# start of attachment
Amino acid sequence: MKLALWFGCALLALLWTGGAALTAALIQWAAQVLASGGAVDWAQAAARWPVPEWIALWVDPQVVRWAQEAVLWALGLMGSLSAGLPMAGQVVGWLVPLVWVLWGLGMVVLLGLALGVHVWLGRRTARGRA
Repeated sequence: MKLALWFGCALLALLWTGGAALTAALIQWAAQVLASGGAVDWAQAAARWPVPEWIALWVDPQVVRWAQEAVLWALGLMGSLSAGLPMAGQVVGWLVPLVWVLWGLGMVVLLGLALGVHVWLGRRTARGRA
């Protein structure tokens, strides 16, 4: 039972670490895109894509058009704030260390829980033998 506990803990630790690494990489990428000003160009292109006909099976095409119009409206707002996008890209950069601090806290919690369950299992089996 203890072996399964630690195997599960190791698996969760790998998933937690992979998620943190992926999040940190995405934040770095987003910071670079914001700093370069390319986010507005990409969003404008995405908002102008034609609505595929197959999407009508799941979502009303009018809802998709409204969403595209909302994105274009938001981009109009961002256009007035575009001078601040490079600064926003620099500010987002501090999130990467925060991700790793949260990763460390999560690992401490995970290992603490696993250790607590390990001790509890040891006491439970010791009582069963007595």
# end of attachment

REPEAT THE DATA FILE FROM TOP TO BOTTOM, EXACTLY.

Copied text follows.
Amino acid sequence: MKLALWFGCALLALLWTGGAALTAALIQWAAQVLASGGAVDWAQAAARWPVPEWIALWVDPQVVRWAQEAVLWALGLMGSLSAGLPMAGQVVGWLVPLVWVLWGLGMVVLLGLALGVHVWLGRRTARGRA
Repeated sequence: MKLALWFGCALLALLWTGGAALTAALIQWAAQVLASGGAVDWAQAAARWPVPEWIALWVDPQVVRWAQEAVLWALGLMGSLSAGLPMAGQVVGWLVPLVWVLWGLGMVVLLGLALGVHVWLGRRTARGRA
């Protein structure tokens, strides 16, 4: 039972670490895109894509058009704030260390829980033998 506990803990630790690494990489990428000003160009292109006909099976095409119009409206707002996008890209950069601090806290919690369950299992089996 203890072996399964630690195997599960190791698996969760790998998933937690992979998620943190992926999040940190995405934040770095987003910071670079914001700093370069390319986010507005990409969003404008995405908002102008034609609505595929197959999407009508799941979502009303009018809802998709409204969403595209909302994105274009938001981009109009961002256009007035575009001078601040490079600064926003620099500010987002501090999130990467925060991700790793949260990763460390999560690992401490995970290992603490696993250790607590390990001790509890040891006491439970010791009582069963007595």